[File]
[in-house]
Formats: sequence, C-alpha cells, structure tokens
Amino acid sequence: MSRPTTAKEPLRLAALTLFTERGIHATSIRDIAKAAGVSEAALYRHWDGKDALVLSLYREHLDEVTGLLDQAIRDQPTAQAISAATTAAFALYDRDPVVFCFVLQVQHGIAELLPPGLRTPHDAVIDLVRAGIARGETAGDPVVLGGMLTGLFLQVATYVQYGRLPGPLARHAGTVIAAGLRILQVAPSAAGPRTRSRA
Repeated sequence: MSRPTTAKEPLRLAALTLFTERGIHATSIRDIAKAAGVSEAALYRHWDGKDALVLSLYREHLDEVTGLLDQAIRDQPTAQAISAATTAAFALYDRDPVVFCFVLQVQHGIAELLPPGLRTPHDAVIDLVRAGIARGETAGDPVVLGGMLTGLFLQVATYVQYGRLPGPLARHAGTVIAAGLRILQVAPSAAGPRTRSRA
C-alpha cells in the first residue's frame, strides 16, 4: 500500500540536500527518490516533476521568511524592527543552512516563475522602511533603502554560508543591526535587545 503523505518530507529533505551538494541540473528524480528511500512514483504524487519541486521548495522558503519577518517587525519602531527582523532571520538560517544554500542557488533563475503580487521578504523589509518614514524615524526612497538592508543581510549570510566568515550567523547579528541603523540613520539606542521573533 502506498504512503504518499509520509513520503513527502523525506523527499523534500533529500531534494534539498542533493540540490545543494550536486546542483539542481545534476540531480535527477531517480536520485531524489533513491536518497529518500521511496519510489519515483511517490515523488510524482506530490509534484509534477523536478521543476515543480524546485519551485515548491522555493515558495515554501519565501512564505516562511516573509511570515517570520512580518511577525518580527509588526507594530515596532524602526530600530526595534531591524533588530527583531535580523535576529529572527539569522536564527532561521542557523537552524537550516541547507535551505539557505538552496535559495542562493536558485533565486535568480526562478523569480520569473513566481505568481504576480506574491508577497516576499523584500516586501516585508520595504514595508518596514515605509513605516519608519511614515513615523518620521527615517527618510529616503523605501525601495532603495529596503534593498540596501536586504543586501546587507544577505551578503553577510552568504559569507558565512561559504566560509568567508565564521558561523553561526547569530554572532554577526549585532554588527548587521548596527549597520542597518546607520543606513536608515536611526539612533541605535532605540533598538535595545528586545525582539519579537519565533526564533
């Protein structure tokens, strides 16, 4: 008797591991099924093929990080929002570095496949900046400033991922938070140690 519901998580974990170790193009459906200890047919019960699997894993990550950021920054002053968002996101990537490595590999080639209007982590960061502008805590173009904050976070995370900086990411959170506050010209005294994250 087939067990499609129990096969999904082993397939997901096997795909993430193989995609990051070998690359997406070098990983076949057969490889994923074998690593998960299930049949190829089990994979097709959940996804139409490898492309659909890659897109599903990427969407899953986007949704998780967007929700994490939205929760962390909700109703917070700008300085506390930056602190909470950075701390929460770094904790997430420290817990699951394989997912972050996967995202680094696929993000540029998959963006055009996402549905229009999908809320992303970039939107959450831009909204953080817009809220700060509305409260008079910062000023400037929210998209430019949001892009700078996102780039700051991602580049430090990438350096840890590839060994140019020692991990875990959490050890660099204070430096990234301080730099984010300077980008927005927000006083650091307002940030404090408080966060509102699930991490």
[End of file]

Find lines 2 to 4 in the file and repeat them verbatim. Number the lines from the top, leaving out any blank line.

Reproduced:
Formats: sequence, C-alpha cells, structure tokens
Amino acid sequence: MSRPTTAKEPLRLAALTLFTERGIHATSIRDIAKAAGVSEAALYRHWDGKDALVLSLYREHLDEVTGLLDQAIRDQPTAQAISAATTAAFALYDRDPVVFCFVLQVQHGIAELLPPGLRTPHDAVIDLVRAGIARGETAGDPVVLGGMLTGLFLQVATYVQYGRLPGPLARHAGTVIAAGLRILQVAPSAAGPRTRSRA
Repeated sequence: MSRPTTAKEPLRLAALTLFTERGIHATSIRDIAKAAGVSEAALYRHWDGKDALVLSLYREHLDEVTGLLDQAIRDQPTAQAISAATTAAFALYDRDPVVFCFVLQVQHGIAELLPPGLRTPHDAVIDLVRAGIARGETAGDPVVLGGMLTGLFLQVATYVQYGRLPGPLARHAGTVIAAGLRILQVAPSAAGPRTRSRA